Have you ever noticed the beautiful geometry of plants?
Some wise men and women in the past looked closely at the world around us, and intuited that The Creator of All must be a mathematician, and that The Creator specifically expresses itself through the geometry of nature. A great wisdom tradition, which traces its roots to pre-dynastic Egypt and perhaps earlier, symbolizes The Creator most simply with the letter, “G“, for “Geometry”.
The more one looks at all things large and small, from spiraling galaxies and supernova explosions to the intricacies of crystalline structures and molecular bonding, the more this insight rings true. Geometry is everywhere in nature. The ancients observed the world around them in search of truth and wisdom. Wise men and women do the same today .
In the world of plants and flowers one notices the beautiful geometry of how each stem, leaf, and petal is constructed.
Although each is an individual, certain symmetries and patterns repeat again and again in beautiful profusion.
Flowers with five petals embody the pentagon and the pentagram, a wisdom symbol from ancient times.
Some archeoastronomers theorize that the Pentagram is a representation of Venus over her 8 year cycle as the “morning star” and the “evening star”.
I believe the source of the symbol is much more down to Earth as the shape is repeated again and again in the natural world.
Tom Knox, in his novel, The Babylon Rite, offers an intriguing insight. He connects the pentagram, found over and again in Templar ruins, with the pentagonal morning glory flower.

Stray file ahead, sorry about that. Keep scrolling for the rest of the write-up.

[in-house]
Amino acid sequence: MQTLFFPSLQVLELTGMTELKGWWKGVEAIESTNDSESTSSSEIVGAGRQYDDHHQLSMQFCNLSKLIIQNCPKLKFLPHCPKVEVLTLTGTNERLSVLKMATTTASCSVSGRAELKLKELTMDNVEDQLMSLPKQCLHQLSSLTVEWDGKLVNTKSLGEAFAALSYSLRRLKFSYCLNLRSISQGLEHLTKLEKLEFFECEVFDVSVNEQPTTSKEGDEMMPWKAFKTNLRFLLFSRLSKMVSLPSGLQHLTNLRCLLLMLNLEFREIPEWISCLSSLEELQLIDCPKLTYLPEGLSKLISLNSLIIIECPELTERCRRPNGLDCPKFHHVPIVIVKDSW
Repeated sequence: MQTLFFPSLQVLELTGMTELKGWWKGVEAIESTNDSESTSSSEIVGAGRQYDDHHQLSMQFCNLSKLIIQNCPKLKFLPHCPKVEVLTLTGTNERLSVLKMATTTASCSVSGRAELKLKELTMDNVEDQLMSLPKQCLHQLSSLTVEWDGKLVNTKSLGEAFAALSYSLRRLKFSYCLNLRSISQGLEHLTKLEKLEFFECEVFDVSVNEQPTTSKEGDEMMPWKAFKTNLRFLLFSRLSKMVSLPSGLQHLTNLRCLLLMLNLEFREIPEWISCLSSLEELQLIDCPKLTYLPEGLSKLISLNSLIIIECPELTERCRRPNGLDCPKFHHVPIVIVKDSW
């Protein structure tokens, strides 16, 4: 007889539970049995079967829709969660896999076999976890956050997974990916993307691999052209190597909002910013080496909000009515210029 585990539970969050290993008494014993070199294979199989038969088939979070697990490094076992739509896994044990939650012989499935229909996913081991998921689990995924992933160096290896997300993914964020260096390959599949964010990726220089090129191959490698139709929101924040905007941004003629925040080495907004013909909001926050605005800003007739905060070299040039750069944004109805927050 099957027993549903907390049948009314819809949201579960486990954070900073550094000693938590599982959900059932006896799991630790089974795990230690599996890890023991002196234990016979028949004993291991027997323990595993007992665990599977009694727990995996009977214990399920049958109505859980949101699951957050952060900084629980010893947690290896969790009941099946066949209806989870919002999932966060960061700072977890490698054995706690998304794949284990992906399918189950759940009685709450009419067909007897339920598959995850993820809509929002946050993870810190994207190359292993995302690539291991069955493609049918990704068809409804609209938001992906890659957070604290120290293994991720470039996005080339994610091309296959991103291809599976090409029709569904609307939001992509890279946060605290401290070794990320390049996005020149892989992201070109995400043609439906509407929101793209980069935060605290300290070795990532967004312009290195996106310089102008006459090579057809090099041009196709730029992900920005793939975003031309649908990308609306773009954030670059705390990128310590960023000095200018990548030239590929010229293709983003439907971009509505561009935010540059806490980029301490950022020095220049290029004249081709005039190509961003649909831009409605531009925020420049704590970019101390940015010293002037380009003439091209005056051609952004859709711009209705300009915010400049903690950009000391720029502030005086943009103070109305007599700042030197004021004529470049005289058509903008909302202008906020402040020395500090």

He explores an hypothesis that ancient people used the seeds of a certain cultivar of morning glory in their rituals, and that this practice was later adopted by the Knights Templar in the 12th Century.
They carved vines and pentagrams into stone to decorate their structures as a sign of veneration for this plant, and as a token of their appreciation for other gifts from the plant kingdom. Rosslyn Chapel in Edinburgh, Scotland, is testament to their love of plants from around the world.
The walls and ceilings of the chapel are covered in vines, ears of corn, flowers, aloe leaves, and many other intriguing carvings in stone.
One of the most beautiful is that of the “Green Man”, who has leafy vines growing out of eyes, ears, and nostrils. Green Man carvings are found on numerous Templar buildings throughout the British Isles and in other areas of Europe.
Whether the Templars, and others, ever used the seeds of this particular plant, or not, they certainly appreciated the gifts of the nature.
So many of our favorite fruits and vegetables begin as a five petaled flower.
Flowers remain symbols of beauty, abundance, and wisdom. Time we spend appreciating their beauty is time well spent.
All photos by Woodland Gnome
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“If you have a garden and a library,
you have everything you need.”
Marcus Tullius Cicero
“Science! Thou fair effusive ray
From the great source of mental day,
Free, generous and refined!
Descend with all thy treasures fraught
Illumine each bewilder’d thought
And bless my labouring mind“
Mark Akenside, “Hymn to Science,” 1744